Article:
The ethical theory of the German philosopher Immanuel Kant
Good will and the Categorical Imperative
“What is always good without qualification? Intelligence and courage can be used for bad. The only thing in the world that can be called good without qualification is a good will”
According to Kant, what we want to do is of no importance. Our focus should be on what we ought to do (dutifulness).
For Kant, an imperative is a way in which reason commands the will. There are two major kinds of imperatives
- Hypothetical: a conditional rule of the form “if you want X then do Y”
- Categorical: unconditional rule, always applies
What’s good for the goose is good for the gander.
He believes that the only categorical imperative is the moral imperative: you should act only on moral rules that you can imagine everyone else following without deriving a logical contradiction.
Or, the second formulation: act so that you always treat both yourself and other people as ends in themselves, and never only as a means to an end.
Kant holds that every action is motivated from a rule. The appropriate rule depends upon how we characterize the action. Once we know the rule, we can test its value using the Categorical Imperative. What happens when no single rule fully explains the situation? Suppose I’m considering stealing food from a grocery store to feed my starving children. How should I characterize this action? Am I stealing? Am I caring for my children? Am I trying to save the lives of innocent people? Until I characterize my action, I cannot determine the rule and test it against the Categorical Imperative.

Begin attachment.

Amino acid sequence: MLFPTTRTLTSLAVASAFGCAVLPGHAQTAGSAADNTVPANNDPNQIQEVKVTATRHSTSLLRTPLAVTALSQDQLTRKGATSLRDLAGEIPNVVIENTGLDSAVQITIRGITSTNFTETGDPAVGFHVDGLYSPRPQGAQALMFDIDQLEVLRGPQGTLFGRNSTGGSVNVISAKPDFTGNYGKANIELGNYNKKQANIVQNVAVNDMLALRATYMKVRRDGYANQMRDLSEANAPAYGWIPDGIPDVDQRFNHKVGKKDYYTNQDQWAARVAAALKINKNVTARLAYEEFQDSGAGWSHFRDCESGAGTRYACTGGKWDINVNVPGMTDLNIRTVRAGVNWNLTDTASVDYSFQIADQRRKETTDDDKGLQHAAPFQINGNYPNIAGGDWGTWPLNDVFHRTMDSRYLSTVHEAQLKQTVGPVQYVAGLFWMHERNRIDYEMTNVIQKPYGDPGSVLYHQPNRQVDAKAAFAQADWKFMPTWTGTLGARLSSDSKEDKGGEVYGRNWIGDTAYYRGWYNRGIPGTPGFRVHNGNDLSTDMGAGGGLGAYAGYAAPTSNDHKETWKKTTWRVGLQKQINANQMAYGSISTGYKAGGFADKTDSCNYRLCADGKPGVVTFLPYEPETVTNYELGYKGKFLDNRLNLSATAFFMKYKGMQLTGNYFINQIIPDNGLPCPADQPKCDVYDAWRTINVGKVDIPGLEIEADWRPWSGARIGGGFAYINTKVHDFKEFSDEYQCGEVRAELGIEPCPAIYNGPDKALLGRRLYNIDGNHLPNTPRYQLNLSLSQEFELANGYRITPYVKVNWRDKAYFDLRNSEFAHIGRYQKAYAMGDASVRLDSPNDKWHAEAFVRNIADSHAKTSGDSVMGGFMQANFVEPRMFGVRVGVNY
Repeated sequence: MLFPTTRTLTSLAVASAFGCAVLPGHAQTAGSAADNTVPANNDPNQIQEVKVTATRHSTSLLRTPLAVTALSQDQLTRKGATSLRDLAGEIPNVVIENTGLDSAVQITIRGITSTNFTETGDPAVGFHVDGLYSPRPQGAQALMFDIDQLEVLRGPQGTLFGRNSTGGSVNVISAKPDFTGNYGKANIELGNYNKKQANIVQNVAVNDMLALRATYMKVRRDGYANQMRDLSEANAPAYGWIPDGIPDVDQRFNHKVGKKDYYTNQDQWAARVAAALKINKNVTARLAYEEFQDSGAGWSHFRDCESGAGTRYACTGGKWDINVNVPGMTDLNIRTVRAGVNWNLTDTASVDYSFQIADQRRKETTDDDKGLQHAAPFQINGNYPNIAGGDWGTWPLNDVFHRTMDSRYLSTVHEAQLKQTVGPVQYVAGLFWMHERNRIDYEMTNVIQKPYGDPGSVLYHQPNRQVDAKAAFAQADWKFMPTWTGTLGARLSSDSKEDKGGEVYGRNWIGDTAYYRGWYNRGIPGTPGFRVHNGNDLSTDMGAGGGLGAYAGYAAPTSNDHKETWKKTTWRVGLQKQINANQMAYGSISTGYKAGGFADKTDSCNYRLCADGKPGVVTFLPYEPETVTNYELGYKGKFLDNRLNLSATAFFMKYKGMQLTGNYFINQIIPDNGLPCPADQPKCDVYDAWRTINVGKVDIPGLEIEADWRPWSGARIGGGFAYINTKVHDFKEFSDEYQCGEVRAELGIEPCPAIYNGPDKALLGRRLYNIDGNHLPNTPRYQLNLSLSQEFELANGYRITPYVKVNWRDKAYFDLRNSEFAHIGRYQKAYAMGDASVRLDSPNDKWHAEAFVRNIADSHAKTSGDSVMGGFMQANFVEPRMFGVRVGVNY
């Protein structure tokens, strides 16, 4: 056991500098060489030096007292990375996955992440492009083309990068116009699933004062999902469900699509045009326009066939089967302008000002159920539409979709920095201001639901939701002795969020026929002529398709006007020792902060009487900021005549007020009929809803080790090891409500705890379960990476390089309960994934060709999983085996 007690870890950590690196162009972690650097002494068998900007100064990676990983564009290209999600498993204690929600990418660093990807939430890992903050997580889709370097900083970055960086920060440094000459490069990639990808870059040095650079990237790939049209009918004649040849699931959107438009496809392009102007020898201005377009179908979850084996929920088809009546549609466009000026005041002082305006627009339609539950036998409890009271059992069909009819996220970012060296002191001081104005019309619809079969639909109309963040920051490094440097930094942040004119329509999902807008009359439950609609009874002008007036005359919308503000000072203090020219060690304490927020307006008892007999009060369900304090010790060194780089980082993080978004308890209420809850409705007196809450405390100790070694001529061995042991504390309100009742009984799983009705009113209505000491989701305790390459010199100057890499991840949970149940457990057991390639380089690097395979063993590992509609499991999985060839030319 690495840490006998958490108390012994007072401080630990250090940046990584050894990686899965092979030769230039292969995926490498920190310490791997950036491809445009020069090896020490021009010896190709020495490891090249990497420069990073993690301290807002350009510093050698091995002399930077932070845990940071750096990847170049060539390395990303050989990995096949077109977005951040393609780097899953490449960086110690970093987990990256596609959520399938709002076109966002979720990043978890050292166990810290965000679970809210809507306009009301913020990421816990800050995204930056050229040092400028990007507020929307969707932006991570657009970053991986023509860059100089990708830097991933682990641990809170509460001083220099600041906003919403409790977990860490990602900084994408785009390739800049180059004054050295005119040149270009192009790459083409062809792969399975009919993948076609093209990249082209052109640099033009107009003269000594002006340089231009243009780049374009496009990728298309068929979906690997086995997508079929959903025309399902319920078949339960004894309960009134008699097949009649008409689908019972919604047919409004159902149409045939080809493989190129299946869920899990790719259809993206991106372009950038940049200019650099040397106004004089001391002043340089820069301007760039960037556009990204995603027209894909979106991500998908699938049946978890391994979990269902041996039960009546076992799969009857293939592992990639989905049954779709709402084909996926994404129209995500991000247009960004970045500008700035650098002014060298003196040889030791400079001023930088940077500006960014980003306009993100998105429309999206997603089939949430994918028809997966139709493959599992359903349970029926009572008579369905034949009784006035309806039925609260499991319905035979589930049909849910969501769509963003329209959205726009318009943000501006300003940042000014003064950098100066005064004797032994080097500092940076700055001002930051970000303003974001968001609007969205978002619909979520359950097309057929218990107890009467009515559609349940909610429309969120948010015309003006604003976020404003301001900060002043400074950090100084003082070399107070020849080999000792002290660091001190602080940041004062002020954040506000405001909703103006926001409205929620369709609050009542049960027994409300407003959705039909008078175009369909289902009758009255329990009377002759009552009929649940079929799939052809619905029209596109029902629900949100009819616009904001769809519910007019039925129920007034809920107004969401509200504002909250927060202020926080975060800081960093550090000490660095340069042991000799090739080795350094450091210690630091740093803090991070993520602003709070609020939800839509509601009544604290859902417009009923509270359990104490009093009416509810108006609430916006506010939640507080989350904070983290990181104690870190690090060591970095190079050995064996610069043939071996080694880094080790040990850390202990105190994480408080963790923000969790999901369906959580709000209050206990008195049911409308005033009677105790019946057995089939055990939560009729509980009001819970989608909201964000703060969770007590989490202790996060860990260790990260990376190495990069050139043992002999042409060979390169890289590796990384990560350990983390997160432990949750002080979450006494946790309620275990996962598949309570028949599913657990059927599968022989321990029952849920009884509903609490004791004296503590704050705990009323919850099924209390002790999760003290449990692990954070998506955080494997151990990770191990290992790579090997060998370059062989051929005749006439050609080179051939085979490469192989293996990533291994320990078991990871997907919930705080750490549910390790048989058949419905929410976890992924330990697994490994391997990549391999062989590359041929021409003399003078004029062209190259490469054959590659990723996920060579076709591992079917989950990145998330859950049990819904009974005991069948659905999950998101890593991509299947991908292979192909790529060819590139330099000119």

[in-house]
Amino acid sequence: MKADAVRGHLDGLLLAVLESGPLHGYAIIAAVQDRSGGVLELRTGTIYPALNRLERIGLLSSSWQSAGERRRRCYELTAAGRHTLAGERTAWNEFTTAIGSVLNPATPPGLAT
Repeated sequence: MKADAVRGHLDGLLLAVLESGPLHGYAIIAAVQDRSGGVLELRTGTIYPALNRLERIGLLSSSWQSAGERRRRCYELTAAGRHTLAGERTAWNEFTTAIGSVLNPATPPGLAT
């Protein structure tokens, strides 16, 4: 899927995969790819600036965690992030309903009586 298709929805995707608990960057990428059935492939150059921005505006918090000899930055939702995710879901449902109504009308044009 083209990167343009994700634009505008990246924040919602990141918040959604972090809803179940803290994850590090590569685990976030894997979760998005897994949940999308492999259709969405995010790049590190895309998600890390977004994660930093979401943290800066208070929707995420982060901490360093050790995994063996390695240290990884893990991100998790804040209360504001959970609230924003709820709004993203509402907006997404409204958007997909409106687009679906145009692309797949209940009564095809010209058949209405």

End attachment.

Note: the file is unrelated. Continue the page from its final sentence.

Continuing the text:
If we allow multiple rules to be relevant to a particular action then what do we do what relevant rules conflict? Kant distinguished between perfect duties and imperfect duties
- Perfect Duties are duties we are obliged to fulfil in every instance (e.g. telling the truth)
- Imperfect Duties are duties we are obliged to fulfill in general but not in every instance
Perfect duties prevail over imperfect duties. However, if there is a conflict between perfect duties, Kantianism does not provide us a way to choose between them.
Applied to privacy
- Government believes it is morally right to monitor suspects
- Then what if everyone could monitor who they suspect
- Then anyone could monitor anyone, including government officials
- Governments require a basic level of privacy to conduct their business (security clearance is a thing)
- This is not possible if anyone could monitor government officials without consent/permission, leading to a contradiction
- Thus, being able to surveil suspects without consent is immoral